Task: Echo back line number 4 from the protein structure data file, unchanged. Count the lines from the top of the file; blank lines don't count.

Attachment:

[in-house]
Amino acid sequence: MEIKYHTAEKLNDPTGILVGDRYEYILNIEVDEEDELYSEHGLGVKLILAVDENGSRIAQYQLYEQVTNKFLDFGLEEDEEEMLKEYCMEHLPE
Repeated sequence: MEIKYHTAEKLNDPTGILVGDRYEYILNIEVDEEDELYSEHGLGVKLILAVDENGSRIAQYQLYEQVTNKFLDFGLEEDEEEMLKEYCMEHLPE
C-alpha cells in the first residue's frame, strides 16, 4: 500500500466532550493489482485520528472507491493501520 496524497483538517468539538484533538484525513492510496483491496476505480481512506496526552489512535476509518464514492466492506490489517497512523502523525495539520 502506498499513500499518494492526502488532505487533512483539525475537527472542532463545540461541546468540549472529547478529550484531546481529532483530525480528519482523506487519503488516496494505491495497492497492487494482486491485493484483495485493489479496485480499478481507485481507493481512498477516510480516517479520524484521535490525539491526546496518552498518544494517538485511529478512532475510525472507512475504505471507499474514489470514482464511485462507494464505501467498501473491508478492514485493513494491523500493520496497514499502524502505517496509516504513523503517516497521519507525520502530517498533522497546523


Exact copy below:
C-alpha cells in the first residue's frame, strides 16, 4: 500500500466532550493489482485520528472507491493501520 496524497483538517468539538484533538484525513492510496483491496476505480481512506496526552489512535476509518464514492466492506490489517497512523502523525495539520 502506498499513500499518494492526502488532505487533512483539525475537527472542532463545540461541546468540549472529547478529550484531546481529532483530525480528519482523506487519503488516496494505491495497492497492487494482486491485493484483495485493489479496485480499478481507485481507493481512498477516510480516517479520524484521535490525539491526546496518552498518544494517538485511529478512532475510525472507512475504505471507499474514489470514482464511485462507494464505501467498501473491508478492514485493513494491523500493520496497514499502524502505517496509516504513523503517516497521519507525520502530517498533522497546523